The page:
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Feds Employ 'Early Warning System'; San Francisco Flu Patients To Be Tested For Coronavirus

SAN FRANCISCO (CBS SF) -- Calling it an "early warning system," Health and Human Services Secretary Alex Azar announced Friday that flu patients in San Francisco, Seattle, New York, Los Angeles and Chicago would also undergo testing for the coronavirus.

In an interview on CNBC, Azar said the threat of the illness was quite low, but that status always has the potential to change rapidly.

"We're deploying the full force of the U.S. government to protect the health and safety of the American people," he said.

In China, the illness had sickened 63,851 people by the end of Thursday, up 5,090 from the previous day. The death toll, meanwhile, has risen to 1,380.


California has had the most confirmed cases of coronavirus in the United States with nine, of those four have been in the Bay Area. There have been two confirmed cases in Santa Clara County and a husband and wife from San Benito County were being treated at UC-San Francisco Hospital.

The symptoms of the flu can be very similar to the coronavirus so Azar said his agency deployed an "an early warning system" on Thursday, ordering the testing of flu patients for the coronavirus in five cities.

"We are using our flu surveillance network in Seattle, San Francisco, L.A., Chicago and New York, where individuals who present with flu-like or China coronavirus-like symptoms will be tested not just for flu but also tested for China coronavirus," he told CNBC. "That way we have an early warning system. We have no epidemiological reason to believe that we have cases out there, but we want to be on the safe side."

Later in the day, the Centers for Disease Control and Prevention said the testing would not be taking place in hospitals but in samples sent to five public health labs in San Francisco, Los Angeles, Seattle and Chicago.

CDC spokesman Richard Quartarone said his agency will release more details on how the testing program will roll out next week.

Azar also said his agency was closely monitoring the growing coronavirus outbreak in Singapore, where 67 cases have been confirmed.

"We are accessing the information hour-by-hour," he said when asked about the Singapore outbreak and possible travel restrictions. "We will take the steps that are warranted if the data supports that. With Singapore, one of the questions is whether we are seeing true multi-generational community spreading...or if we are actually seeing a first generation cluster that is really not that kind of multi-generational spread. We got to get to the bottom of it."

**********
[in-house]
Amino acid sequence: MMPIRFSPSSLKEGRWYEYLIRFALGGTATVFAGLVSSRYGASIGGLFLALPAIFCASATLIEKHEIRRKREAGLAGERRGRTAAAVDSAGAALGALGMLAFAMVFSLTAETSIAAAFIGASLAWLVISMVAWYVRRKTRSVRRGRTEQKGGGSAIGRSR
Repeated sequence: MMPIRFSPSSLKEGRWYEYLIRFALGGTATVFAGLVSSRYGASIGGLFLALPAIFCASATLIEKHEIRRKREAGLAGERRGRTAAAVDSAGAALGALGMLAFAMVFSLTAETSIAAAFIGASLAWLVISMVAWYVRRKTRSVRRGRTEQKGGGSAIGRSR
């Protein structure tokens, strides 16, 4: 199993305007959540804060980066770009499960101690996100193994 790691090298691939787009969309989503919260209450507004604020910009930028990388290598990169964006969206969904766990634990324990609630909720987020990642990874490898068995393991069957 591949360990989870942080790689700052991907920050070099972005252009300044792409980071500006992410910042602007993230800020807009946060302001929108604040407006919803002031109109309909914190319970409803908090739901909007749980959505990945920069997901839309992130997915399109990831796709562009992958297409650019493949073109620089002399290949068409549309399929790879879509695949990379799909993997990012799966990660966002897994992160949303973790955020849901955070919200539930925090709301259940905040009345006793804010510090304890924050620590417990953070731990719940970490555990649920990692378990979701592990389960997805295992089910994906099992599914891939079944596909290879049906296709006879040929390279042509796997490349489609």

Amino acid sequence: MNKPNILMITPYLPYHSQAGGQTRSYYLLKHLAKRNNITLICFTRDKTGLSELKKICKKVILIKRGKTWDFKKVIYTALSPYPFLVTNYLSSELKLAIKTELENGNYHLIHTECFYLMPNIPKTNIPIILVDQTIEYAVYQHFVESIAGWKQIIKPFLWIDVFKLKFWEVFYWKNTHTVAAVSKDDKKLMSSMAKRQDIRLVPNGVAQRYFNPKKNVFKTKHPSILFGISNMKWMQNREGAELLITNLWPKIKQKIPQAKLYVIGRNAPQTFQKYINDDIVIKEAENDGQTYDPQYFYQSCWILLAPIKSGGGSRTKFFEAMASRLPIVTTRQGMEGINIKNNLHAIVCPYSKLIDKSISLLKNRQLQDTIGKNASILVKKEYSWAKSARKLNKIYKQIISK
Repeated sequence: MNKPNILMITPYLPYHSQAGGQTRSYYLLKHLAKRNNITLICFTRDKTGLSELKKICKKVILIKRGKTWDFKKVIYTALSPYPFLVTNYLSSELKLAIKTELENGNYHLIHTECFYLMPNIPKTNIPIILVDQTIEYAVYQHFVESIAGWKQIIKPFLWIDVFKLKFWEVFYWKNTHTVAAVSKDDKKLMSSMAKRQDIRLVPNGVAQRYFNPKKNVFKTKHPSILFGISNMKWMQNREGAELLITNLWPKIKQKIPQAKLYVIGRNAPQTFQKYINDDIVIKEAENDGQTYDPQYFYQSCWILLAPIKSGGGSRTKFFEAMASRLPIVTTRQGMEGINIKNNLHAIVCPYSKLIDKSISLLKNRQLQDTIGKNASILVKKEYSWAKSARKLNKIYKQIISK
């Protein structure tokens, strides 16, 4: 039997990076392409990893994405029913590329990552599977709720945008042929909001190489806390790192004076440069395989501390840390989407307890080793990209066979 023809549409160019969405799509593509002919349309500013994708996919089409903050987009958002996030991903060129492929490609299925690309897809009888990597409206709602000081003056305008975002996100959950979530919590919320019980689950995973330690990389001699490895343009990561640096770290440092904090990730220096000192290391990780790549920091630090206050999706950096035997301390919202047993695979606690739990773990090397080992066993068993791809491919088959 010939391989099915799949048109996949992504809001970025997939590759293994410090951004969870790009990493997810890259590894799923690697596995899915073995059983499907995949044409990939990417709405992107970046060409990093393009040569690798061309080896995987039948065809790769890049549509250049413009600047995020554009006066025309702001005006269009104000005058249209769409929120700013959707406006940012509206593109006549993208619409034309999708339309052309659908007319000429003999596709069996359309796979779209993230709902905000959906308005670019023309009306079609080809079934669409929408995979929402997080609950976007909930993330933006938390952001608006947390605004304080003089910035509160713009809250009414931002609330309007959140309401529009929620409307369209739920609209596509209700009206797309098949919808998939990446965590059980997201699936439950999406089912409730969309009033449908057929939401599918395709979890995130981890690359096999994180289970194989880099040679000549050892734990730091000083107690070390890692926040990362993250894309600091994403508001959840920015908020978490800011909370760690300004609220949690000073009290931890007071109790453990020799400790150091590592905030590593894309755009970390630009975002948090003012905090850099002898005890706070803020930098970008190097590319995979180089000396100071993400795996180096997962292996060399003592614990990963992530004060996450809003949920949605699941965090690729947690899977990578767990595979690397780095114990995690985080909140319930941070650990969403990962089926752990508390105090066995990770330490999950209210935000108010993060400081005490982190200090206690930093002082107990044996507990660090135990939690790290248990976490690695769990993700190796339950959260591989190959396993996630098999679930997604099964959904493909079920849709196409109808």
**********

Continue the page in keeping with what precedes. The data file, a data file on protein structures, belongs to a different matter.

In another development Friday, several news agencies reported that a man on United Airlines Flight 901 from San Francisco to London was taken off the plane Friday on a stretcher after displaying possible signs of the coronavirus.

According to passenger reports on social media, the ill traveler was isolated at the back of the plane and then transported to a hospital. The other passengers were required to fill out a Health England contact form and then allowed to disembark.

Zeng Yixin, vice director of the National Health Commission in China, announced Friday that more than 1,700 Chinese medical workers have been infected by the new virus.

Six of the workers have died, Zeng said at a news conference.

The health commission is "highly concerned about this issue" and has issued guidelines for the prevention and control of infection within medical institutions, he said.

Medical workers account for about 3.8% of confirmed cases as of three days ago, Zeng said.


Elsewhere, Japan confirmed seven more cases, a day after it reported its first death from the virus. Japan now has 258 confirmed cases, including 218 from a cruise ship, the Diamond Princess, that has been quarantined in Yokohama.

Health officials allowed 11 elderly passengers to leave the ship on Friday after they tested negative for the virus. They are the first group of dozens of older passengers expected to get off the vessel before their 14-day quarantine period ends on Feb. 19 to reduce risks of their health deteriorating.

Japanese Health Minister Katsunobu Kato on Thursday said passengers age 80 or older with chronic health issues or in cabins without windows that can open will be able to leave the ship if they pass the virus test.

More than 580 cases have been confirmed outside mainland China and three deaths, one each in the Philippines and Hong Kong and now a Japanese woman in her 80s. Health officials are investigating how she got infected.

© Copyright 2020 CBS Broadcasting Inc. All Rights Reserved. The Associated Press contributed to this report.

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